Three industry insiders share their wisdom during WP's Advisor Connect Roundtable
With the war in Ukraine, surging inflation, increasing interest rates, and dropping equity and bond markets, more institutions, investors, and advisors are turning to alternative investments.
What can alternative investments provide portfolios with during these volatile times? Three industry insiders offered their views in the most recent WP Advisor Connect Roundtable on Alternatives.
Greg Romundt, president of Centurion Asset Management, which participates in equity and primarily lends to Canadian developers of apartments and student housing, said when it comes to the current economic situation, especially with inflation, “the banks will continue to hike until we break something, which I think we’re close to, and the markets are already starting to figure that out, and then I believe we go into the next phase of quantitative easing and rate cuts, and we will see the most money created in history and surpass what we did last time.”
Romundt felt stocks are overpriced and investors should be in real estate right now, but they should be picky about what since 35 to40% of staff would quit rather than return to the office. He thinks apartments are the place to be for the next five to ten years because “we’ve got so many great tailwinds”, such as short duration leases, the price to rent ratio, and immigration, but the future will be in newer, rather than older, properties.
Chris Nickerson, Managing Director of the Toronto-based Equiton, a rapidly growing private equity real estate investment organization that has a multi-residential and multi-family building portfolio, agreed, saying he thought inflation was probably a generational, rather than a ten-year, fix.
In the meantime, he felt that the rising interest rates mean more people will be renting than buying. While they may kick home ownership further down the road, he noted that a recent National Bank study said that that could now take 363 rather than 250 months.
“Home affordability, going into these rate increases, was already a challenge. With the additional rate increases, it’s going to be even more of a challenge. So, I think we could see an explosion of the rental market going forward,” he said, echoing Romundt that apartments are the best choice
Matt Zabloski, portfolio manager and founder of the Vancouver-based Delbrook Capital Advisors, which runs multiple strategies, including industrials, materials, and energy, in the cyclical equity universe, noted that a recent Scotiabank commentary said the Bank of Canada can’t do all the heavy lifting in addressing the current situation, but needs a fiscal response that ends handouts.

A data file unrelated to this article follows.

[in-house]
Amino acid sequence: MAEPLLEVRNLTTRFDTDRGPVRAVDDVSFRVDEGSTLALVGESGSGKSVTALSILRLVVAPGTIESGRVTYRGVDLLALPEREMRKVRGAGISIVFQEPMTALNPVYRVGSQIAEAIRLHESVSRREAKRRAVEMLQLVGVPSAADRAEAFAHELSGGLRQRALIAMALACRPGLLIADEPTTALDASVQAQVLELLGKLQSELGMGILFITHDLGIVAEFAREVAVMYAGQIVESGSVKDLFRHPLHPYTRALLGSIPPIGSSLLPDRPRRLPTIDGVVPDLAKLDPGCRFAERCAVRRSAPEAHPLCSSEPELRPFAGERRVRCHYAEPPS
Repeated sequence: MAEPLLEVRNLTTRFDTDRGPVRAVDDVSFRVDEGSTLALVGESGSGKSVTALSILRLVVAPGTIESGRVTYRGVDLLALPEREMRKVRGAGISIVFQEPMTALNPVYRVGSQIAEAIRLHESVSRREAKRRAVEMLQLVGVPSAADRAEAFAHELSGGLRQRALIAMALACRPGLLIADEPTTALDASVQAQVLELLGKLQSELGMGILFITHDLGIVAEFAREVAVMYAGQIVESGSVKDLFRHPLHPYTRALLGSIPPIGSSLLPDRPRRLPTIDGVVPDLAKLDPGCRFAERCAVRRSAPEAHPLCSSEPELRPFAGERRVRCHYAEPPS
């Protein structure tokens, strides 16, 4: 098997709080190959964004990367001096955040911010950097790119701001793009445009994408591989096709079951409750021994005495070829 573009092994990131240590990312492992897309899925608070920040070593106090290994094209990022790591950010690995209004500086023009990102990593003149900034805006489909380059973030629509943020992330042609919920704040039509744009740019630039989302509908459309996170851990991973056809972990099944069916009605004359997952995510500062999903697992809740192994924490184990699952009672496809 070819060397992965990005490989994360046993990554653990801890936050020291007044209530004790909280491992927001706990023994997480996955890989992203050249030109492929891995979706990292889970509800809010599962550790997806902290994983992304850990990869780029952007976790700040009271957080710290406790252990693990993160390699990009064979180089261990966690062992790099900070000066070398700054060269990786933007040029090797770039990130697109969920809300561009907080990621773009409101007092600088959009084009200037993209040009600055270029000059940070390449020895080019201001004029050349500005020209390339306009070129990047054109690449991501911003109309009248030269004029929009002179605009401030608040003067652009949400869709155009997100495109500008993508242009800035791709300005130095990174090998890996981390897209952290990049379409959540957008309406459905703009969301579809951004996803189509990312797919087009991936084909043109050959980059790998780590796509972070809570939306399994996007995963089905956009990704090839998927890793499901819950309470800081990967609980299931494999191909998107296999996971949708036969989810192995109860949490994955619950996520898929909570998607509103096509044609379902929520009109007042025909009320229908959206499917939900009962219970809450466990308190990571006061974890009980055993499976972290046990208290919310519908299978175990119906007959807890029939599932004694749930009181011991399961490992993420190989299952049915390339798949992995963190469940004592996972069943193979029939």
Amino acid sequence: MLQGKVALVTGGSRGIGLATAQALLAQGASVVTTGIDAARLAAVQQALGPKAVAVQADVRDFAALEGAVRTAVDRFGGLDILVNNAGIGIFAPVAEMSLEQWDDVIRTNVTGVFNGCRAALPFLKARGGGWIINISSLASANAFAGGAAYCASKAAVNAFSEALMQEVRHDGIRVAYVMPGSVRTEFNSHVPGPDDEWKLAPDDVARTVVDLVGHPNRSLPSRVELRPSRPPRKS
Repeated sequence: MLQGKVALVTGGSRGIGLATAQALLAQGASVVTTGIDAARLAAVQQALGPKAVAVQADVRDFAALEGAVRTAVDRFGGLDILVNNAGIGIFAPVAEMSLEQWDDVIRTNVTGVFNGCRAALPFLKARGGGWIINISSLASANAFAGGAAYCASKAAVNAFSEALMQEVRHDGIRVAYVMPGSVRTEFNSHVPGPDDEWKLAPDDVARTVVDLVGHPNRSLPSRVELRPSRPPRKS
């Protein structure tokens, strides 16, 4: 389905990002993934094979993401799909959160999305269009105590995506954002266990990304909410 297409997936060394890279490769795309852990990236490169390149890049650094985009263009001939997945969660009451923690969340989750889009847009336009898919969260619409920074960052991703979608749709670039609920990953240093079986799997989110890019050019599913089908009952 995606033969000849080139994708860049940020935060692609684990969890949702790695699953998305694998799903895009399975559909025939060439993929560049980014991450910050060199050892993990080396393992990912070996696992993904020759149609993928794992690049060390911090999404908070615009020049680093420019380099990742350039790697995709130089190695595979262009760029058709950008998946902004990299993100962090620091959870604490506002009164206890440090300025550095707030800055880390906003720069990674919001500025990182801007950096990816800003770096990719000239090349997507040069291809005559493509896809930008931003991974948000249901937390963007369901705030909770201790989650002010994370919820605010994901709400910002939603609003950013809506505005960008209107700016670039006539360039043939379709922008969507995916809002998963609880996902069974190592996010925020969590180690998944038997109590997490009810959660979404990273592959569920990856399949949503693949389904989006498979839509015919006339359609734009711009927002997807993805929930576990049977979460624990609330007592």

“I think a delinquency problem is just over the horizon in the real estate market, given the amount of leverage in the system” and the rising interest rates. He’s concerned about those who qualified for a five-year fixed mortgage rate of 1.7% and now are facing 5% rates. So, he’s looking at the hard assets, especially since “we see the precious metals world as almost a coiled spring right now”.
They agreed that alternatives can add a lot to today’s portfolios.
Nickerson said institutions have gotten into alternatives, particularly private real estate, because it protects their capital against negative market emotions, adds a reduced volatility component to the portfolio, builds a better portfolio from a correlation perspective since this asset class has a low correlation to other traditional assets classes and indexes, and, unlike other asset areas, such as emerging markets, has consistent returns.
“If I can reduce my volatility, if I can improve my correlation, and if I can remove emotional market forces from my portfolio, sign me up,” he said, noting that more institutional as well as individual investors are choosing alternatives, and he expects that to increase with privates, rather than publics, providing more of a bright spot to lift portfolios these days. “More and more individual investors are going to have a combination of fixed income equities and alternatives within their portfolios for those very reasons.”
Romundt said he prefers the private to the publicly-listed alternative space because “it really does come to this: the volatility of the underlying asset class versus the volatility of a stock market derivative wrapper”. He felt having the same assets on the stock market added an additional layer of volatility, and he said investors can be their own worst enemies by buying at the top and then panicking and selling low and they tend to put privately-listed things away and forget about them. So, I think this asset class helps you protect you from yourself.”
Zabloski said he likes to run short portfolios because he believes market inefficiencies exist and are “amplified on the short side”. He likes alternatives for their “strong security selection on the short side to be able to hedge inflation” and get an “asymmetric return profile where we can express our views, but then hedge ourselves.” He saw privates making sense for individual investors, but added, “we love the public market because we can find inefficiencies in what we do.”
The hour-long WP Advisor Connect Roundtable on Alternatives offered many more of their insights and observations, particularly about materials, margin calls, especially in the crypto markets, and mining commodities. You can watch it here.
Stay tuned for the next WP Advisor Connect Roundtable on exchange-traded funds on September 8.